Miliband: ‘UK a year away from Labour government’

THE UK is one year away from a Labour government which will “take up the cudgel of social justice” on behalf of Scotland and the rest of the country, according to Ed Miliband.

Ed Miliband and his shadow cabinet are in Scotland today. Picture: Getty

The Leader of the Opposition said he has “real confidence” that his party will succeed in the general election next year, as he accused the SNP of trying to “pump up the idea of (another) Tory government in order to make their case”.

Mr Miliband launched an attack on the nationalists’ independence campaign during a visit to Scotland, where he will meet with his shadow cabinet team later today.

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Speaking on BBC Radio Scotland, he said: “I am here not just for the referendum campaign, I am here to prepare for, in a year’s time, a Labour government across the United Kingdom.”

He said the Conservatives were not just “disliked” in Scotland, where the party only has one MP, but were also unpopular in parts of England, such as Newcastle and Manchester.

“This is a Tory Party, I believe, that had its high water mark at the last general election and it’s moving backwards,” Mr Miliband said.

“My message to the people of Scotland is I have real confidence about the prospect of a Labour government arriving in the a year’s time across the United Kingdom.

“We are just one Christmas away from a having a Labour government which will take up the cudgel of social justice on behalf of the people of Scotland and the whole of the United Kingdom.”

Miliband’s visit comes after an ICM poll for The Scotsman showed the outcome of the referendum could hinge on whether Scots fear a surge in Tory support in the rest of the UK.

It suggested 41 per cent of Scots would vote Yes if they thought on the day of the referendum the Tories would win the 2015 General Election, although backing for independence dropped to 36 per cent among those polled if they expected a Labour win.

Currency deal ruled out

Mr Miliband also restated his party’s position on the prospect of a shared formal currency union in the event of independence.

Asked if such a deal - favoured by the SNP - was ruled out under any circumstances, he replied: “Correct.”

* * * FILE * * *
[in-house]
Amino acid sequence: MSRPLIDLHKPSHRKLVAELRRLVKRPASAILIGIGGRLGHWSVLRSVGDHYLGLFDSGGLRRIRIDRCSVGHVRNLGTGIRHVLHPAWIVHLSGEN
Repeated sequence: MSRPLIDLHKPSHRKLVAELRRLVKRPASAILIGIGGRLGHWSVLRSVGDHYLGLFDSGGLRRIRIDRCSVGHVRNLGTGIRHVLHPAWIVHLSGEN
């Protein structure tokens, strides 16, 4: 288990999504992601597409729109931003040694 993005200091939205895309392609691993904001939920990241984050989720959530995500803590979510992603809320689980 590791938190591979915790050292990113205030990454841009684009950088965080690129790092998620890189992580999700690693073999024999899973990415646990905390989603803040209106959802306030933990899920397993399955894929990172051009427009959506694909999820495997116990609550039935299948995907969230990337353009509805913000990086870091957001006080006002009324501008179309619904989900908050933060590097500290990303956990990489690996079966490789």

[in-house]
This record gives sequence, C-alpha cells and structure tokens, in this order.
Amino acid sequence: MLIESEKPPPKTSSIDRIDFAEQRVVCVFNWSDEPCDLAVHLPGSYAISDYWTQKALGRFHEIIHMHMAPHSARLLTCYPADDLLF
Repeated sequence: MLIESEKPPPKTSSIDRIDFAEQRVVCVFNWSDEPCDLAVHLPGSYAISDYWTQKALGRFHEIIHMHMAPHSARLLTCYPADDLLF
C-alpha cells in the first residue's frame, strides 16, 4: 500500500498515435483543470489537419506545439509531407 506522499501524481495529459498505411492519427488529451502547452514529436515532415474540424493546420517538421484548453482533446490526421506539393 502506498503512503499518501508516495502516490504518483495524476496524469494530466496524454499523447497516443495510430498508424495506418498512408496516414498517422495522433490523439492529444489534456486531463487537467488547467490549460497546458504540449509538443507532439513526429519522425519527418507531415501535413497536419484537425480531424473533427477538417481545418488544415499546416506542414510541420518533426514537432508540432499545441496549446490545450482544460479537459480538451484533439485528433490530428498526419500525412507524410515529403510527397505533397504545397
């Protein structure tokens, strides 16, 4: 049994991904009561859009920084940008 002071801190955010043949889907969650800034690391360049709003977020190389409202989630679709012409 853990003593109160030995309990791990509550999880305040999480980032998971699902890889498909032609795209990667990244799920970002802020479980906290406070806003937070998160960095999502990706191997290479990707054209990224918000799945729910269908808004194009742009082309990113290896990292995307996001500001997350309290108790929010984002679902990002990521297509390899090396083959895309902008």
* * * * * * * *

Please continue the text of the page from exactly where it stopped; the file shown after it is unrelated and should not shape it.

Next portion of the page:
“All of the lessons from the eurozone are that, if we are going to have a currency union, we also need the kind of fiscal union that we have across the UK. That is a sensible economic choice - it is not about the politics,” he said.

Labour’s frontbench team will meet in Glasgow’s Emirates Arena as part of a two-day campaign trip to urge people to vote No to independence on September 18.

Mr Miliband, shadow Scottish secretary Margaret Curran and Scottish Labour leader Johann Lamont will also take part in a public meeting in Motherwell later today.

The visit by the shadow cabinet comes days after former prime minister Gordon Brown gave a speech in Glasgow on behalf of Better Together, the cross-party campaign to keep Scotland in the UK.

Barnett formula

The SNP has urged Mr Miliband to use his trip to Scotland to state his support for the formula which is used to allocate government funding to different parts of the UK.

Nationalists fear changes to the Barnett formula could result in Scotland losing £4 billion from its budget, with SNP MSP Sandra White claiming such a move would have “absolutely devastating consequences for communities across Scotland already suffering under Westminster’s austerity agenda”.

She added: “In the event of a No vote, Westminster has more cuts coming down the line - and Labour’s weak Devolution Commission proposals don’t offer any real powers to prevent these cuts hitting vulnerable people in Scotland.

“Labour voters across the country want substantial new powers for the Scottish Parliament - and more and more they are coming to the conclusion that only a Yes vote can deliver the powers we need to create a more equal society.”